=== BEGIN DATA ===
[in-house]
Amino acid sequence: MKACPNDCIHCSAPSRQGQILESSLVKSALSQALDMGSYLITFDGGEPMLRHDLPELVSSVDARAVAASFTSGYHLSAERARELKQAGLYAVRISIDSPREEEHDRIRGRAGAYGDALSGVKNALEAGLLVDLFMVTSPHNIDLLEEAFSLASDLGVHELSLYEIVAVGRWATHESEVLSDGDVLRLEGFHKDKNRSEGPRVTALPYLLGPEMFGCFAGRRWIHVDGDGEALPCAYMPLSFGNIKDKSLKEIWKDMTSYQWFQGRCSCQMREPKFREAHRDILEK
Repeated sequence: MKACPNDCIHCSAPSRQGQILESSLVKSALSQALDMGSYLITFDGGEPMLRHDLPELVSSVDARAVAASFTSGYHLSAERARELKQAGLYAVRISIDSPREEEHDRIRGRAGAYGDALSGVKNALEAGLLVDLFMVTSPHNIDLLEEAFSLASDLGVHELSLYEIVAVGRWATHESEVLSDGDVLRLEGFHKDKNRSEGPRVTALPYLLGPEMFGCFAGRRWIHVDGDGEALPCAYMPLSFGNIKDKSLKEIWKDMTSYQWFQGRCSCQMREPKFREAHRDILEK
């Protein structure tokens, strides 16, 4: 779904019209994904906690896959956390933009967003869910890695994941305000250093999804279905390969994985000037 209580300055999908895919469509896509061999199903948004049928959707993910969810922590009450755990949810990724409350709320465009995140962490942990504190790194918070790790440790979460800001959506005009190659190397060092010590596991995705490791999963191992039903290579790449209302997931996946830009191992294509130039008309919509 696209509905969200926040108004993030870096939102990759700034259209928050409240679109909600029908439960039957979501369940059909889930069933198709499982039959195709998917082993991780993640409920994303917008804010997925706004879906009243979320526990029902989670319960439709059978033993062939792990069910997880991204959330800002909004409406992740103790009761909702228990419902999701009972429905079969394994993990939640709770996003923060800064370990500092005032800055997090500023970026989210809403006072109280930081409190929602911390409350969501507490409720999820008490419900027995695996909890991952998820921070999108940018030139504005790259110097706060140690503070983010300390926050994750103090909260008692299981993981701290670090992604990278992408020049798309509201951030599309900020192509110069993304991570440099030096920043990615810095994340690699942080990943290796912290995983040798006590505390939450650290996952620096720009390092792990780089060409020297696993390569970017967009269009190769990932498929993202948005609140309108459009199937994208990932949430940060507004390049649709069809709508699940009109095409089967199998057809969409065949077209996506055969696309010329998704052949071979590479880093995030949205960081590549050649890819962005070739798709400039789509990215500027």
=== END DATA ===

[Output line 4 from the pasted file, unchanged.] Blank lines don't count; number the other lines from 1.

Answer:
């Protein structure tokens, strides 16, 4: 779904019209994904906690896959956390933009967003869910890695994941305000250093999804279905390969994985000037 209580300055999908895919469509896509061999199903948004049928959707993910969810922590009450755990949810990724409350709320465009995140962490942990504190790194918070790790440790979460800001959506005009190659190397060092010590596991995705490791999963191992039903290579790449209302997931996946830009191992294509130039008309919509 696209509905969200926040108004993030870096939102990759700034259209928050409240679109909600029908439960039957979501369940059909889930069933198709499982039959195709998917082993991780993640409920994303917008804010997925706004879906009243979320526990029902989670319960439709059978033993062939792990069910997880991204959330800002909004409406992740103790009761909702228990419902999701009972429905079969394994993990939640709770996003923060800064370990500092005032800055997090500023970026989210809403006072109280930081409190929602911390409350969501507490409720999820008490419900027995695996909890991952998820921070999108940018030139504005790259110097706060140690503070983010300390926050994750103090909260008692299981993981701290670090992604990278992408020049798309509201951030599309900020192509110069993304991570440099030096920043990615810095994340690699942080990943290796912290995983040798006590505390939450650290996952620096720009390092792990780089060409020297696993390569970017967009269009190769990932498929993202948005609140309108459009199937994208990932949430940060507004390049649709069809709508699940009109095409089967199998057809969409065949077209996506055969696309010329998704052949071979590479880093995030949205960081590549050649890819962005070739798709400039789509990215500027």